The director for the Ghost of Tsushima live-action film is aiming for an all-Japanese cast and Japanese dialogue, relying on English subtitles to make the movie more accessible for western audiences, and Sony seems to be on board with the filmmaker’s initiative.
Sony announced a live-action film adaption of Ghost of Tsushima back in March 2021, directed by Chad Stahelski of the John Wick series. Speaking to Collider, Stahelski explained why he took on the film. “Honestly, it’s probably the same things that would scare the s—t out of most people.”
“It’s a fantasy period piece. It’s done with reverence to Akira Kurosawa, who’s probably in the top five biggest influences of my life as far as film goes,” Stahelski explained, praising the famed Japanese filmmaker.
“It’s a chance to push technology and people in a story that’s timeless. It’s your typical mythological story of good versus evil, finding a man, watching him change the world or the world changes him. It’s all the Joseph Campbell stuff that you’d love in a story,” Stahelski praised. “You put that in with, obviously, so I’m told I have a bit of a Samurai fetish, which is probably true from Manga and anime and stuff.”
“So, I think if we did this right, it would be visually stunning. It’s character driven. It’s got an opportunity for great action, great looks. And honestly, we’d to try to do it, all in character. Meaning, it’s a Japanese thing about the Mongols invading Tsushima island,” Stahelski elaborated.
He then revealed this meant he wanted “A complete Japanese cast, in Japanese. Sony is so on board with backing us on that. I’ve been going to Japan since I was 16. I have a love of the country, love of the people, love of the language. To try to direct not only in my language, but someone else’s and culturally shift my mindset to bring apart that in a cool way that still entices a Western audience.”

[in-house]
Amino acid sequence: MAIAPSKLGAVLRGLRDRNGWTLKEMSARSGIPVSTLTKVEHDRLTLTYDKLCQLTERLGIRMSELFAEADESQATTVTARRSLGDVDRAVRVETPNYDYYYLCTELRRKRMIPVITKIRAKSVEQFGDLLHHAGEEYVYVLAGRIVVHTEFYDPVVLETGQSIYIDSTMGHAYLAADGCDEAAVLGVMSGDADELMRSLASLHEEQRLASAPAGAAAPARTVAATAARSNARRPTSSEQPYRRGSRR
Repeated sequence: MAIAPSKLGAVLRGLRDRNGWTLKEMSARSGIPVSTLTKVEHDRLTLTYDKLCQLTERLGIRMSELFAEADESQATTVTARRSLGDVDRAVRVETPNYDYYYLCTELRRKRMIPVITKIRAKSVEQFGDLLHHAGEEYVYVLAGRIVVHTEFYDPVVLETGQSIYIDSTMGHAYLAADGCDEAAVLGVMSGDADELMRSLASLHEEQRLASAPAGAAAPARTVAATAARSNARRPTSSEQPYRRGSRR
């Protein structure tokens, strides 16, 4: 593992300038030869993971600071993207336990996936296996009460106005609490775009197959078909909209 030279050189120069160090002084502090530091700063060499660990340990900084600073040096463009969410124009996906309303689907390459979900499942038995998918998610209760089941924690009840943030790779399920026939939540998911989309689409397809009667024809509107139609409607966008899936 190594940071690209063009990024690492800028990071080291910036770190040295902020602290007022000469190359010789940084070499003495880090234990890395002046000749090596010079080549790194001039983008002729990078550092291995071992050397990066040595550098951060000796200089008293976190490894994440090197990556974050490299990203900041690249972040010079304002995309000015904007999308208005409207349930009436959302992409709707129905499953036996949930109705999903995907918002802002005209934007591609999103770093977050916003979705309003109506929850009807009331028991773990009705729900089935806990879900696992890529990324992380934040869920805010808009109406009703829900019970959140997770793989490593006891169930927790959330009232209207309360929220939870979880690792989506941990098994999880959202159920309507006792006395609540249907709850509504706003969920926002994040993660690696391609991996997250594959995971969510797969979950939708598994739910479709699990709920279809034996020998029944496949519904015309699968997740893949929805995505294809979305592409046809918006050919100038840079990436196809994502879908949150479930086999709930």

Despite the success of foreign language shows such as Parasite and Squid Game, Collider highlighted and asked Stahelski about subtitled films and shows lack of box office success. “I thought about that a lot what you’re talking about,” Stahelski admitted, before seemingly going off topic.
“If you come into my offices in Manhattan Beach, I have an entire walls and hallways of frames from the best silent films of all time. Fatty Arbuckle to Buster Keaton, to Charlie Chaplin, to the Keystone cops. Look, I believe in that. I believe that’s why Jackie Chan was successful is you didn’t have to speak Cantonese or Mandarin to get him. You saw it on his face,” Stahelski elaborated.
The director insisted, “There’s a way to direct actors. There’s a way to do it. Where a look can mean a look which can mean a look, which mean there are a lot of ways to do it. So, part of the challenge, not to jump over your question, but look, I think there’s a way to do it.”
“And a way to direct the cast and a way to mellow dramatically enhance facial performance. So, if I turn the sound off,” he proposed, “I want you to know what the scene is about, in whatever language.”
Collider then inquired about the challenges Stahelski may face and how he hopes to keep the Sony’s trust in him. “No one is going to give me $200 million to do a technology-push movie without speaking English. I get it,” Stahelski confessed.
“So, I have to be clever and I have to figure out what’s fiduciarily responsible to the property, to the studio and still get what I want out of it and still make it something epic,” the director reflected. “Again, big challenge, man. And we’re entering two a time where I think that’s, I’m like you, man.”
“I’ll read subtitles all day. And I think America in general, or at least the Western audiences in general are getting more and more used to that because of the influence of Netflix and streamers and stuff, where we get so much more of a world content,” Stahelski hoped.
“Will they show up in the theaters for that? I’m banking on yes, if everything else is there. I think it could hurt me or hurt the property if you’re failing a little less in each, visually it’s not great, the action is okay, the story is not clear,” he warned. “Look, if I nail all the other bits, I think I can inspire you enough to get in the car and go to the theater.”
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